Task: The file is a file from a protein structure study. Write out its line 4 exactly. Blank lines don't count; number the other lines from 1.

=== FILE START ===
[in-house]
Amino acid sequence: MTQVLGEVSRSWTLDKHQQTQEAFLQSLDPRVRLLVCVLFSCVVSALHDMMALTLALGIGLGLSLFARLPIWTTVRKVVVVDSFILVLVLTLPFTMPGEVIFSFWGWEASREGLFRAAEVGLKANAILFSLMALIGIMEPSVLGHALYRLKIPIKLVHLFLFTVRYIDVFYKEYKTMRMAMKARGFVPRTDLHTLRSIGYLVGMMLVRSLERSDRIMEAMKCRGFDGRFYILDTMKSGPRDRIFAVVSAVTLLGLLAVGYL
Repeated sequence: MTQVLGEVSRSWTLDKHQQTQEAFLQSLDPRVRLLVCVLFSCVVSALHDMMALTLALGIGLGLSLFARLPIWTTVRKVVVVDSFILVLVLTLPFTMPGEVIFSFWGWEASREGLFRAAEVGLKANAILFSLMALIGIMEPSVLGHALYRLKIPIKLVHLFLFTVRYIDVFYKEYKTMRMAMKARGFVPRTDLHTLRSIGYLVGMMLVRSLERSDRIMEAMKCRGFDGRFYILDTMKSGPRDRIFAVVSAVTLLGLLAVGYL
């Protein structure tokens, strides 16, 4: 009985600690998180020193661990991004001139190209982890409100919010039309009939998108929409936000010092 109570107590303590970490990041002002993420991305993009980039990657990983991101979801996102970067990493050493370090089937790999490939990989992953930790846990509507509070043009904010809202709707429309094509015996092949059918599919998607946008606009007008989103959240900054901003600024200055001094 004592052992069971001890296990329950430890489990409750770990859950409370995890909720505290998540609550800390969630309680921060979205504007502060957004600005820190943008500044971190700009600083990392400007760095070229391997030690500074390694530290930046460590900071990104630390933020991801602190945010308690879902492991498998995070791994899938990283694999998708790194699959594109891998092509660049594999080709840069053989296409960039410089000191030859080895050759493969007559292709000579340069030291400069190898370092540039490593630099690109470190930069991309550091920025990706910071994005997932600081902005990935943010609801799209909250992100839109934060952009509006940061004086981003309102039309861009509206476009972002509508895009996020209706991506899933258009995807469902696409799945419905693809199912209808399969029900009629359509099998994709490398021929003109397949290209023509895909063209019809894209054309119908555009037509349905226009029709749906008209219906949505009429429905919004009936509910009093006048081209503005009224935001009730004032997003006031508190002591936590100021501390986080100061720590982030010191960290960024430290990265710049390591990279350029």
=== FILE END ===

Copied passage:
């Protein structure tokens, strides 16, 4: 009985600690998180020193661990991004001139190209982890409100919010039309009939998108929409936000010092 109570107590303590970490990041002002993420991305993009980039990657990983991101979801996102970067990493050493370090089937790999490939990989992953930790846990509507509070043009904010809202709707429309094509015996092949059918599919998607946008606009007008989103959240900054901003600024200055001094 004592052992069971001890296990329950430890489990409750770990859950409370995890909720505290998540609550800390969630309680921060979205504007502060957004600005820190943008500044971190700009600083990392400007760095070229391997030690500074390694530290930046460590900071990104630390933020991801602190945010308690879902492991498998995070791994899938990283694999998708790194699959594109891998092509660049594999080709840069053989296409960039410089000191030859080895050759493969007559292709000579340069030291400069190898370092540039490593630099690109470190930069991309550091920025990706910071994005997932600081902005990935943010609801799209909250992100839109934060952009509006940061004086981003309102039309861009509206476009972002509508895009996020209706991506899933258009995807469902696409799945419905693809199912209808399969029900009629359509099998994709490398021929003109397949290209023509895909063209019809894209054309119908555009037509349905226009029709749906008209219906949505009429429905919004009936509910009093006048081209503005009224935001009730004032997003006031508190002591936590100021501390986080100061720590982030010191960290960024430290990265710049390591990279350029």